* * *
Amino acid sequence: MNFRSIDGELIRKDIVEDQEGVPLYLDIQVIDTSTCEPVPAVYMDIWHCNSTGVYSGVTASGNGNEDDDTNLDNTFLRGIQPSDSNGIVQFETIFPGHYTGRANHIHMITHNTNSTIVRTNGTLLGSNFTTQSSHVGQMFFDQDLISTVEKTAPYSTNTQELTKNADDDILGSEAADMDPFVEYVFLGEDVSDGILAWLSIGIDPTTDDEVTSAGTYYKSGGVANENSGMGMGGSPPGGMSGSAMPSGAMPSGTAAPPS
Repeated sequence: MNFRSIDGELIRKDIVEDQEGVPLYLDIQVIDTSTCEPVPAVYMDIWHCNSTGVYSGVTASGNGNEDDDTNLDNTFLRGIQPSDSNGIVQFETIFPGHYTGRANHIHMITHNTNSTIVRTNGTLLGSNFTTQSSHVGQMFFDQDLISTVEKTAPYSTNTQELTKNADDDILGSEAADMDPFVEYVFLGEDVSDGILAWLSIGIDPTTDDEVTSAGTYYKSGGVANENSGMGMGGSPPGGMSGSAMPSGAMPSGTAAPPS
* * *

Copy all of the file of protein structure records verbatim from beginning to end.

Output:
Amino acid sequence: MNFRSIDGELIRKDIVEDQEGVPLYLDIQVIDTSTCEPVPAVYMDIWHCNSTGVYSGVTASGNGNEDDDTNLDNTFLRGIQPSDSNGIVQFETIFPGHYTGRANHIHMITHNTNSTIVRTNGTLLGSNFTTQSSHVGQMFFDQDLISTVEKTAPYSTNTQELTKNADDDILGSEAADMDPFVEYVFLGEDVSDGILAWLSIGIDPTTDDEVTSAGTYYKSGGVANENSGMGMGGSPPGGMSGSAMPSGAMPSGTAAPPS
Repeated sequence: MNFRSIDGELIRKDIVEDQEGVPLYLDIQVIDTSTCEPVPAVYMDIWHCNSTGVYSGVTASGNGNEDDDTNLDNTFLRGIQPSDSNGIVQFETIFPGHYTGRANHIHMITHNTNSTIVRTNGTLLGSNFTTQSSHVGQMFFDQDLISTVEKTAPYSTNTQELTKNADDDILGSEAADMDPFVEYVFLGEDVSDGILAWLSIGIDPTTDDEVTSAGTYYKSGGVANENSGMGMGGSPPGGMSGSAMPSGAMPSGTAAPPS